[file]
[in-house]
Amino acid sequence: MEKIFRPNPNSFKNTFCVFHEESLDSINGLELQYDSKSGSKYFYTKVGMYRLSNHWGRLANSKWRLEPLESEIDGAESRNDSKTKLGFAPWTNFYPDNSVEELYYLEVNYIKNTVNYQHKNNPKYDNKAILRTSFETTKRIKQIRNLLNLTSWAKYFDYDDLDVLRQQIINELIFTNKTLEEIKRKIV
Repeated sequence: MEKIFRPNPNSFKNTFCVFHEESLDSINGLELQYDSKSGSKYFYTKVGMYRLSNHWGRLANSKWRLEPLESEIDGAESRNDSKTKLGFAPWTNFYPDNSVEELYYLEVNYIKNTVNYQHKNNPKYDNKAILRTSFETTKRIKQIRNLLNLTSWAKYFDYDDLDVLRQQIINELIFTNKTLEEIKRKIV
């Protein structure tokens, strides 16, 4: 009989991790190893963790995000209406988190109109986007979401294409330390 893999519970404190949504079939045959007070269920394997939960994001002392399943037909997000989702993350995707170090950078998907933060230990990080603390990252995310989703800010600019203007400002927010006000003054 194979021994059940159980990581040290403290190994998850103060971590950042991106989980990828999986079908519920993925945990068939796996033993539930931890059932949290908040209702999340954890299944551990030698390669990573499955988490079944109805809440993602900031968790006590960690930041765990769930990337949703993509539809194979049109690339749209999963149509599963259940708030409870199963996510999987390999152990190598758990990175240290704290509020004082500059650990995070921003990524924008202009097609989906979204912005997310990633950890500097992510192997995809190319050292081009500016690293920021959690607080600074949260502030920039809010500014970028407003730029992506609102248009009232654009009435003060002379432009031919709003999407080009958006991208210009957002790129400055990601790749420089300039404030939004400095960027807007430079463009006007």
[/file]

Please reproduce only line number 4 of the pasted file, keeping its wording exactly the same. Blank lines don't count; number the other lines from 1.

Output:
């Protein structure tokens, strides 16, 4: 009989991790190893963790995000209406988190109109986007979401294409330390 893999519970404190949504079939045959007070269920394997939960994001002392399943037909997000989702993350995707170090950078998907933060230990990080603390990252995310989703800010600019203007400002927010006000003054 194979021994059940159980990581040290403290190994998850103060971590950042991106989980990828999986079908519920993925945990068939796996033993539930931890059932949290908040209702999340954890299944551990030698390669990573499955988490079944109805809440993602900031968790006590960690930041765990769930990337949703993509539809194979049109690339749209999963149509599963259940708030409870199963996510999987390999152990190598758990990175240290704290509020004082500059650990995070921003990524924008202009097609989906979204912005997310990633950890500097992510192997995809190319050292081009500016690293920021959690607080600074949260502030920039809010500014970028407003730029992506609102248009009232654009009435003060002379432009031919709003999407080009958006991208210009957002790129400055990601790749420089300039404030939004400095960027807007430079463009006007």